Survivor viewers are well aware Chris muscled his way into grabbing the advantage Keith had found on Extinction Island -- which allowed a player to practice for the comeback challenge -- but Keith claims there's a deeper reason why he wasn't a fan of Chris.
"That [advantage steal] was definitely my lowest moment! That was my valley. After he got the advantage, everything went downhill," Keith toldEntertainment Weekly.
"When I'm stressed to that extent, I pray because that's my safe space. At that point, Chris says, 'Oh, you prayin' now?' and continued to, what I believed, insult my faith which is off-limits for me."
Keith added, "A culmination of things led to a breakdown that I take joy in overcoming, and developed this whole David and Goliath dynamic."
Keith, however, ended up finding an advantage of his own resting in shallow water on Extinction Island.
Keith was able to force one of his fellow previously voted-out castaways to untie extra knots in the comeback challenge, and without hesitation, Keith gave it to Chris.
But neither of the guys ended up winning the "Edge of Extinction Challenge," as Rick Devens ended up taking the cake and re-entering the originalSurvivor game.
However, seemingly minutes upon their return to the barren and lonely island, Keith and Wendy decided to raise the sail and exit the game for good.
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"As soon as I heard 'another chance,' of course the first thing I do is jump at that! I was so excited!" Keith explained to EW.
"But when you get off the boat, step back on Edge of Extinction, and immediately start getting firewood again, you realize that literally nothing has changed."
Keith said the realization of his days to come made him "start to evaluate" things.
"You realize Edge andSurvivor the game are two different worlds. The Edge is so much more abstract. It's not as simple as 'quit.' It's what you need it to be and what you can take from it," Keith insisted.
"When you get voted out and your story ends by others' control, the Edge is putting the pen back in your hand to say when the story is complete."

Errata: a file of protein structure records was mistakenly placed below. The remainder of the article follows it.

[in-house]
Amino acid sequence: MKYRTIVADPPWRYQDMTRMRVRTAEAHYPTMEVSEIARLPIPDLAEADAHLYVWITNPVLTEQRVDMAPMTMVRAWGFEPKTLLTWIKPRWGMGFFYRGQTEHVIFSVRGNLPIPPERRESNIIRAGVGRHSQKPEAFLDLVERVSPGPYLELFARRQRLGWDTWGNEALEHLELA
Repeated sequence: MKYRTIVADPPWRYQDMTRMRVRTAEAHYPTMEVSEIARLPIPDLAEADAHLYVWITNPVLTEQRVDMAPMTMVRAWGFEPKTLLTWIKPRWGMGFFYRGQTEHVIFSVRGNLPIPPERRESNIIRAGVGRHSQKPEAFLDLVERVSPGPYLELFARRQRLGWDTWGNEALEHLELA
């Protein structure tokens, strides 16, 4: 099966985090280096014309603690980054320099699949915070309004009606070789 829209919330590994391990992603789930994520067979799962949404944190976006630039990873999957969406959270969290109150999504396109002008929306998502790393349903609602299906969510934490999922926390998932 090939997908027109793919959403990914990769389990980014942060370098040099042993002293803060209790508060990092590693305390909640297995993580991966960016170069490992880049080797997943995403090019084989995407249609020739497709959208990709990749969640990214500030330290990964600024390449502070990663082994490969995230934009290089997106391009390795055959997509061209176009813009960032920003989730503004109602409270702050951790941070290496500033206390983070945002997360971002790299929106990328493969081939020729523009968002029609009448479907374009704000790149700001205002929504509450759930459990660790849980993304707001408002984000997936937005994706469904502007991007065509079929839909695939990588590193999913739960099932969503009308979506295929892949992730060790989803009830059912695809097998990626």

Keith said Reem, Chris, and Aubry's stories "weren't over because they still had something to prove."
Keith, on the other hand, felt he had proven everything he needed to himself.
"[I] broke the limits I needed to, and my Edge story was complete," noted the 19-year-old pre-med student from Fayetteville, NC, who currently resides in Durham, NC.
When Keith was initially voted out of Survivor: Edge of Extinction on Day 6 by his tribe, he hesitated whether to keep playing the game to begin with.
Keith therefore prayed to God for some answers and ultimately chose to pick up a torch and head to the nearest boat.
"Every time I was asked this question, or someone approached me Week 2 with 'did you pick up the torch,' I laughed! It's so laughable because I never considered not picking up that torch," Keith revealed to EW.
"I was watching that cliffhanger just like everyone else was because I didn't expect to see that interpretation of me picking up the torch."
Keith said he was "so angry walking out of my Tribal Council," and so of course he wanted "the final say."
"Plus, anyone who knows me knows that me praying was because of how thankful and grateful I was for a second chance, not reconsideration!" Keith said.
Now that Keith is out of the game for good, he was willing to share whom he's rooting for to win the $1 million and the title of "Sole Survivor."
"Based on who I had interactions with, I was rooting for Reem from off the Edge because we had been there the longest and developed a friendship that was bound to extend past the game," Keith explained.
"I thought being first vote had hit her hard, and knew she still had a lot to prove for herself."
In terms of players who are still left in the original Survivor game, Keith disclosed his money is on returning player David Wright from Survivor: Millennials vs. Gen X.
"I was rooting for David, because, despite his reputation preceding him, he is one who is capable of playing the most strategic game while being a genuine human being who doesn't cross personal boundaries or burn bridges," Keith said.